The Congressional Research Service (CRS) recently issued a report on U.S. pipeline safety and security. The report suggests that Congress should assess how the various elements of U.S. pipeline safety and security fit together in the nation’s overall strategy to protect transportation infrastructure.
The U.S. has approximately 170,000 miles of transmission pipelines that carry hazardous liquids – accounting for over 70% of the nation’s crude oil and 60% of its refined petroleum products. These pipelines are essential to U.S. energy supply and have vital links to other critical infrastructure such as airports and power plants.
To date, pipeline security activities have relied upon voluntary industry compliance, notably the Transportation Security Administration (TSA's) Pipeline Security Guidelines issued (most recently) in April 2011. However, the scope and intensity of voluntary pipeline activities continues to increase.
According to the report, Congress may evaluate the effectiveness of the current voluntary pipeline security program after reviewing findings from TSA’s Corporate Security Reviews (CSRs) and voluntary pipeline "inspections." TSA already has the authority to issue regulations, as granted to the agency by Congress in 2007, but that authority has not, to date, been exercised by TSA.
The report also indicates that Congress has concerns about TSA staff resources. With only 13 full-time employees, TSA’s Pipelines Security Division has a limited field presence, and there are questions as to whether its CSR process, as currently structured, is effective.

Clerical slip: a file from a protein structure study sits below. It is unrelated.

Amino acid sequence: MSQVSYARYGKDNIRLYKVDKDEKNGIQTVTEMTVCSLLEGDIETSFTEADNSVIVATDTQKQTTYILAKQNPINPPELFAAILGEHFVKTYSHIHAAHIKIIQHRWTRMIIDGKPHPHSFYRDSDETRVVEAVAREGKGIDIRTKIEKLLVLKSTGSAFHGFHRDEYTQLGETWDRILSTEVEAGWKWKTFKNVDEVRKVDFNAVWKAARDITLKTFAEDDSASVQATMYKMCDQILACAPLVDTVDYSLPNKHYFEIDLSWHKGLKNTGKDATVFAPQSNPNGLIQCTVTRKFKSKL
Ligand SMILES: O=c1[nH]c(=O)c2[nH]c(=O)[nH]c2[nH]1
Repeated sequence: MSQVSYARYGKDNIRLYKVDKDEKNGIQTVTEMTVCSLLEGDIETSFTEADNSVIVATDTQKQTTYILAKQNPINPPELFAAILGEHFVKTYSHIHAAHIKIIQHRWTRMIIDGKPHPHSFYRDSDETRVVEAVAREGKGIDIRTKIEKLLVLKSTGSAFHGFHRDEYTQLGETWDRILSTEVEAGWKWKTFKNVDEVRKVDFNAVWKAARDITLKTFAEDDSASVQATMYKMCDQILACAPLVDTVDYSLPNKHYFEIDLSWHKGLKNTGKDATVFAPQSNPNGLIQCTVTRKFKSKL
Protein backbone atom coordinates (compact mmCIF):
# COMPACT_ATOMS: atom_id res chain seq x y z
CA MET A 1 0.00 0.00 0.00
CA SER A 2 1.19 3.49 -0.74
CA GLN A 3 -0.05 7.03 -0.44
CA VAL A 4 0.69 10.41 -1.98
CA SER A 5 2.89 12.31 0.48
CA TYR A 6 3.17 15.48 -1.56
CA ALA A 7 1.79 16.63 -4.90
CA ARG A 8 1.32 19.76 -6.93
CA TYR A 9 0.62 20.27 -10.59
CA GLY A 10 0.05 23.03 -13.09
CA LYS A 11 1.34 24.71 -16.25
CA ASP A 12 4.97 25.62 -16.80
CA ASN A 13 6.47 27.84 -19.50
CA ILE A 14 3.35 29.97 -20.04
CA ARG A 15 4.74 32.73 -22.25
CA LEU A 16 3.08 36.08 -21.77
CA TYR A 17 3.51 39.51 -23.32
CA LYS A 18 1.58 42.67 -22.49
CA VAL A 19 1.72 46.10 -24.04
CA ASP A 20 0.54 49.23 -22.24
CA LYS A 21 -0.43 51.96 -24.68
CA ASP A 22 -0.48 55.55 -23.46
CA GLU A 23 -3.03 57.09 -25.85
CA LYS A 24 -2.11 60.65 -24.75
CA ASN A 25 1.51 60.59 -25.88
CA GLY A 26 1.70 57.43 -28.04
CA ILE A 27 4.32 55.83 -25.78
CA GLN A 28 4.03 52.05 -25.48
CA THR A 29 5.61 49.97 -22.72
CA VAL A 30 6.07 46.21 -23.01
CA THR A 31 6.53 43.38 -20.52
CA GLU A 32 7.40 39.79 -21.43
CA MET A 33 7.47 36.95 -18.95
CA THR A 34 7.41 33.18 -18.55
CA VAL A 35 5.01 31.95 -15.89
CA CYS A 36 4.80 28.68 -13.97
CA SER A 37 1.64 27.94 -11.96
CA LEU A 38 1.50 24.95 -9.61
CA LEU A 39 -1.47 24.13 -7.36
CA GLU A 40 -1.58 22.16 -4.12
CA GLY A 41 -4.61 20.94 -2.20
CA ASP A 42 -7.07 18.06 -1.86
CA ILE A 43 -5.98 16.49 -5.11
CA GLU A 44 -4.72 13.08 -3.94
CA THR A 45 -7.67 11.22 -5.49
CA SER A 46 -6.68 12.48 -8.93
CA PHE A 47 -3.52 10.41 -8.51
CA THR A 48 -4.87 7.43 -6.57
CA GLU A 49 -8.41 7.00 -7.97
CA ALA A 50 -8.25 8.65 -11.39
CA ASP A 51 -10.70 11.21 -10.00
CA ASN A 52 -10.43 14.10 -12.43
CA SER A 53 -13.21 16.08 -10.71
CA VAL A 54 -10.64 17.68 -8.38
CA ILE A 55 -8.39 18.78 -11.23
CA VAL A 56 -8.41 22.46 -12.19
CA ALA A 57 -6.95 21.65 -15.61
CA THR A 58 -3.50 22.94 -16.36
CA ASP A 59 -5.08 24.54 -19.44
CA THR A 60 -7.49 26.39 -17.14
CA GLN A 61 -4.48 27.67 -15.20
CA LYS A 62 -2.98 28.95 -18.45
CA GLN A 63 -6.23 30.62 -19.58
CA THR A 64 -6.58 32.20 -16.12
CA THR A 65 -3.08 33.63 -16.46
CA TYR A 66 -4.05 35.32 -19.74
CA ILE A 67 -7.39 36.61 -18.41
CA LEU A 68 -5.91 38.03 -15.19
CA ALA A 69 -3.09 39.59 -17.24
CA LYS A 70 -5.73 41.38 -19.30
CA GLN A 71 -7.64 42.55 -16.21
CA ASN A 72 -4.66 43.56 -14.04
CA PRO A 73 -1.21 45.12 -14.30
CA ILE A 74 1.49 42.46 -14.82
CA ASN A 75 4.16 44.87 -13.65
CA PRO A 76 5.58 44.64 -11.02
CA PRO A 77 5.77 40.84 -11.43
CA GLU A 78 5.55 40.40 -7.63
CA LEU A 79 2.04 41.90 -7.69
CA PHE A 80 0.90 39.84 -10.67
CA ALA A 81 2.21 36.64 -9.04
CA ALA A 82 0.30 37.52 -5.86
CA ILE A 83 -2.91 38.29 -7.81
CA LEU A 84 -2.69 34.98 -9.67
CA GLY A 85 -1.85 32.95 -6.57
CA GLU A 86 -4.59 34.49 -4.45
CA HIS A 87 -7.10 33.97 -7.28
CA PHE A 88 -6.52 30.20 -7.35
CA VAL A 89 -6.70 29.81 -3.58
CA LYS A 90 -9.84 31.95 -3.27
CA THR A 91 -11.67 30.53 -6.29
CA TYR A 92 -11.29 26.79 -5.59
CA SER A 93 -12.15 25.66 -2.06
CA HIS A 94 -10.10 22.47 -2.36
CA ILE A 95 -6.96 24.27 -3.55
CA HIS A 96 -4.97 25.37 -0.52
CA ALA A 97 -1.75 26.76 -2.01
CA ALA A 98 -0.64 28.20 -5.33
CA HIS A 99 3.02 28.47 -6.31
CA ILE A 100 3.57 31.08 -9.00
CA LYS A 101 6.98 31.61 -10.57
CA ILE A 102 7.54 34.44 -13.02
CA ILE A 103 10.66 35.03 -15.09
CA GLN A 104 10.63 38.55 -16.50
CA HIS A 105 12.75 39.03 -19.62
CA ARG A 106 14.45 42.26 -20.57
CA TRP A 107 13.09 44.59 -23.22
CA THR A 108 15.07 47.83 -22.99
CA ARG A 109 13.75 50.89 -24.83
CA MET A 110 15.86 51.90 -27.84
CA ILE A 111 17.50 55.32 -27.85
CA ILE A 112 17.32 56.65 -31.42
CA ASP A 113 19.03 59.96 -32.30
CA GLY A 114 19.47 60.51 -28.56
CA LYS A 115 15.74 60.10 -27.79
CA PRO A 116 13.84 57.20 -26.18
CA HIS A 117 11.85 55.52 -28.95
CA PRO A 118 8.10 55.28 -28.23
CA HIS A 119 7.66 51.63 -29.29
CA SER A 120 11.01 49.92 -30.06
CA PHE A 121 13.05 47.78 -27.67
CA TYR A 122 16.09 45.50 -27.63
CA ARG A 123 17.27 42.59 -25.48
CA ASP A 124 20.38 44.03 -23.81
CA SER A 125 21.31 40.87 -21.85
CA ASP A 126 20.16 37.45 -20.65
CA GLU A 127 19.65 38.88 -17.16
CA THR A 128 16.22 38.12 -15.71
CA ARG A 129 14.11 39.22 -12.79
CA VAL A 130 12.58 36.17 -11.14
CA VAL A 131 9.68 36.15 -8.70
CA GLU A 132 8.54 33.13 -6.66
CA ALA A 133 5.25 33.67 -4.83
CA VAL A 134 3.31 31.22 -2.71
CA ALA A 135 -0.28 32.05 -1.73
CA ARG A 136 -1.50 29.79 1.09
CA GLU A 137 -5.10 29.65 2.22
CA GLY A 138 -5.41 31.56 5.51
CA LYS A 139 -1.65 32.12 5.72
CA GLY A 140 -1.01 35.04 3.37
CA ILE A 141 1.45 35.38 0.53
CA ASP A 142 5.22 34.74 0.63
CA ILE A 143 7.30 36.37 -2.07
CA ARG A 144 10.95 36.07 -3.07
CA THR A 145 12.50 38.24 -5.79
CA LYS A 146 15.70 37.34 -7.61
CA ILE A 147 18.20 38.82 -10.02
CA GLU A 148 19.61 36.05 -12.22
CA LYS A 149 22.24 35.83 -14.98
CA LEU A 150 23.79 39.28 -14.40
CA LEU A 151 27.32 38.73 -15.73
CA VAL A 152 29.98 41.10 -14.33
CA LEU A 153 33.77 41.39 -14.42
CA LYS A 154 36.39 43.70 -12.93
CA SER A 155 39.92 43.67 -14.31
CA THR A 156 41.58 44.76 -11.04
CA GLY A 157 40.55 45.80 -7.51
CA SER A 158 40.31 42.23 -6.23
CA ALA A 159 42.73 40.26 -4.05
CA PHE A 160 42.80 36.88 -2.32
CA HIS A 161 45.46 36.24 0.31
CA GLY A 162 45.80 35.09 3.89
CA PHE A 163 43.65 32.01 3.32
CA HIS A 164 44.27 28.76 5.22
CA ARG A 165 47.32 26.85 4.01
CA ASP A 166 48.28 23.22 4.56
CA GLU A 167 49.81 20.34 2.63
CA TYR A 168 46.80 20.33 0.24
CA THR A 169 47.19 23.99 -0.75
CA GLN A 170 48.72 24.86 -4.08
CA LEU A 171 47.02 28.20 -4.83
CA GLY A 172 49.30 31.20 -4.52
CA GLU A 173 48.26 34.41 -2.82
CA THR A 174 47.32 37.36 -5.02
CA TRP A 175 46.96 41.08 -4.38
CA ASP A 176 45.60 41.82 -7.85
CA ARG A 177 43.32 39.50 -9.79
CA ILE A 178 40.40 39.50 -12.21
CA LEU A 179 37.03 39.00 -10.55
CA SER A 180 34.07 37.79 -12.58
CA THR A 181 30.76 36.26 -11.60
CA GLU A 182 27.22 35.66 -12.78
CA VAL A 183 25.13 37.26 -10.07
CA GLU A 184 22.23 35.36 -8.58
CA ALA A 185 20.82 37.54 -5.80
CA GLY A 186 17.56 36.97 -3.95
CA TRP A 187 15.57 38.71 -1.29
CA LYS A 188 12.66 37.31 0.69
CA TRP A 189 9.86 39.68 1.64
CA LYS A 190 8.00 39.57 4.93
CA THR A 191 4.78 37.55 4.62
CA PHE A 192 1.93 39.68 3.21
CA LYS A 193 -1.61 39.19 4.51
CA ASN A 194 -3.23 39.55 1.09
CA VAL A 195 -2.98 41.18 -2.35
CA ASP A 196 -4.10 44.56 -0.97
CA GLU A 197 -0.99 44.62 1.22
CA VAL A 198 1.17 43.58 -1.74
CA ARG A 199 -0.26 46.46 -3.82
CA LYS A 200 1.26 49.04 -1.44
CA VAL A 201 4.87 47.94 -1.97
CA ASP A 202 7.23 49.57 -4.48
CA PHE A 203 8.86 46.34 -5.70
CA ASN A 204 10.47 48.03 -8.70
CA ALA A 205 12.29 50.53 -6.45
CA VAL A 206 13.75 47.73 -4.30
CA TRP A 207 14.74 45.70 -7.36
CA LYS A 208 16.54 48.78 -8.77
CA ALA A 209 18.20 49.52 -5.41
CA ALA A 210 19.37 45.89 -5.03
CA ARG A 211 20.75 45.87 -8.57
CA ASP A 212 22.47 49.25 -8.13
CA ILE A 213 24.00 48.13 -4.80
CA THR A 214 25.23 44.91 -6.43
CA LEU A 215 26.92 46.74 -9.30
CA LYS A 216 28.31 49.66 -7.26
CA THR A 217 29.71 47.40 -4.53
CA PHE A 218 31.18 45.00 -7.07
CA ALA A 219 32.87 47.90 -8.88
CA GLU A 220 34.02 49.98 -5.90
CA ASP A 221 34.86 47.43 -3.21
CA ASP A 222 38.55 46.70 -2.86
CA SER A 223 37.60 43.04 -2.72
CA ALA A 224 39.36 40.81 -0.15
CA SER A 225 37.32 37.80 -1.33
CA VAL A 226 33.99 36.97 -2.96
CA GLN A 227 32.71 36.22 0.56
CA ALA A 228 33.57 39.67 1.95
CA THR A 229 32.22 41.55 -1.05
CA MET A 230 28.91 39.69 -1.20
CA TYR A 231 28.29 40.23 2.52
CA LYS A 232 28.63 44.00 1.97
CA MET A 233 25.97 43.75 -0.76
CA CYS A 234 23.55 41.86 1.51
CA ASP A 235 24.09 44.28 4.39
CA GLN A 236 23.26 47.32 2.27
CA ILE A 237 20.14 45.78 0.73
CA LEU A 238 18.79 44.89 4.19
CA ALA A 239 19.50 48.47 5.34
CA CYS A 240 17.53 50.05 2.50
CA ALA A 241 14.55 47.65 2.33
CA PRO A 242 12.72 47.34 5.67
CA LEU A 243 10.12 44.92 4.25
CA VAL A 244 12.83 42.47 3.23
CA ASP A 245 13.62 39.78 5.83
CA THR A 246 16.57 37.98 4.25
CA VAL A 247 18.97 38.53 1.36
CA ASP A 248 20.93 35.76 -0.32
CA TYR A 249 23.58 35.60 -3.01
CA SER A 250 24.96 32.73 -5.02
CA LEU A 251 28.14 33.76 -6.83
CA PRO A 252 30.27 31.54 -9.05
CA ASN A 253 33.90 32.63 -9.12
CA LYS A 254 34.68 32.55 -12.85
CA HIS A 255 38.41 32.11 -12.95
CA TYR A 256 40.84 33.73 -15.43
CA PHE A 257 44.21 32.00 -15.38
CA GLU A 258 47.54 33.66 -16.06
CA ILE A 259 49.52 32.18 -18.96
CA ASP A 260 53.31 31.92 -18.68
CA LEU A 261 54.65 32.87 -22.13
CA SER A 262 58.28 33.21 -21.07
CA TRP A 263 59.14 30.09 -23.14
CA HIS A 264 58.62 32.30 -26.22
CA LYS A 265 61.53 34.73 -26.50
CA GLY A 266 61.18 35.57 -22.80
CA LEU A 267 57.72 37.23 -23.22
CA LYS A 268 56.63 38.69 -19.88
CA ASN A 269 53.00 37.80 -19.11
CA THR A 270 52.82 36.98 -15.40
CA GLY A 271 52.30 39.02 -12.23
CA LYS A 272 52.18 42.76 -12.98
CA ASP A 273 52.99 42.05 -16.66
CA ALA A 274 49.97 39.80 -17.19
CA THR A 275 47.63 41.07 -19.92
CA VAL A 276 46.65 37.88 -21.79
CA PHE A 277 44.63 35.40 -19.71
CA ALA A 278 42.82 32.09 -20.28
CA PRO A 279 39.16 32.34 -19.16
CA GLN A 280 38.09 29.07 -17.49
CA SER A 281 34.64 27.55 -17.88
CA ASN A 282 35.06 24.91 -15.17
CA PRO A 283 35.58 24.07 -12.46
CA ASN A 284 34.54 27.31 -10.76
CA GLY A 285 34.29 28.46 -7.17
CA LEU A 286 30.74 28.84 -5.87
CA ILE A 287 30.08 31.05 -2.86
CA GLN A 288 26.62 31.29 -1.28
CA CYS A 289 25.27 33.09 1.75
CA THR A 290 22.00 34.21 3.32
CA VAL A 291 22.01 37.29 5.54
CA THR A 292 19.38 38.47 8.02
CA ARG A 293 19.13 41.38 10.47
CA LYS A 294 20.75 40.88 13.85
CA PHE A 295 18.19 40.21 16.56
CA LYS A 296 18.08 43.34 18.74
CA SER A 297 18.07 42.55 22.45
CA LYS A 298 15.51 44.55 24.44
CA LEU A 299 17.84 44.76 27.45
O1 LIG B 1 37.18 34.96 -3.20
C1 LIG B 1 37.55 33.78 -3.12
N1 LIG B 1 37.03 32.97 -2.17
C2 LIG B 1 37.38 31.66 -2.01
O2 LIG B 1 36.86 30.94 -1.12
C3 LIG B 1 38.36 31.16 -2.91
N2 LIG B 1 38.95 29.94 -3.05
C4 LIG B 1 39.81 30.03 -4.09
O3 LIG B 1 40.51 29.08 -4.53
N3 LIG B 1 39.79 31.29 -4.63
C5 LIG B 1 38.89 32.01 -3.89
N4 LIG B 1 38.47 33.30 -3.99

Furthermore, the report suggests that TSA's and the Department of Transportation's pipeline security relationship may not be optimally aligned to carry out the nation’s overall pipeline safety and security mission. A bill offered last year in the House Committee on Homeland Security would require a study regarding the respective pipeline security roles and responsibilities of TSA and PHMSA.
Ensuring U.S. pipeline safety and security is a challenge that involves numerous stakeholders, including federal and state agencies as well as large and small pipeline operators. Reviewing how these groups can efficiently work together is an important step towards achieving this goal.
By Guest Blogger, Steve Roberts, Chemical Security Consulting & Training Services, Inc.
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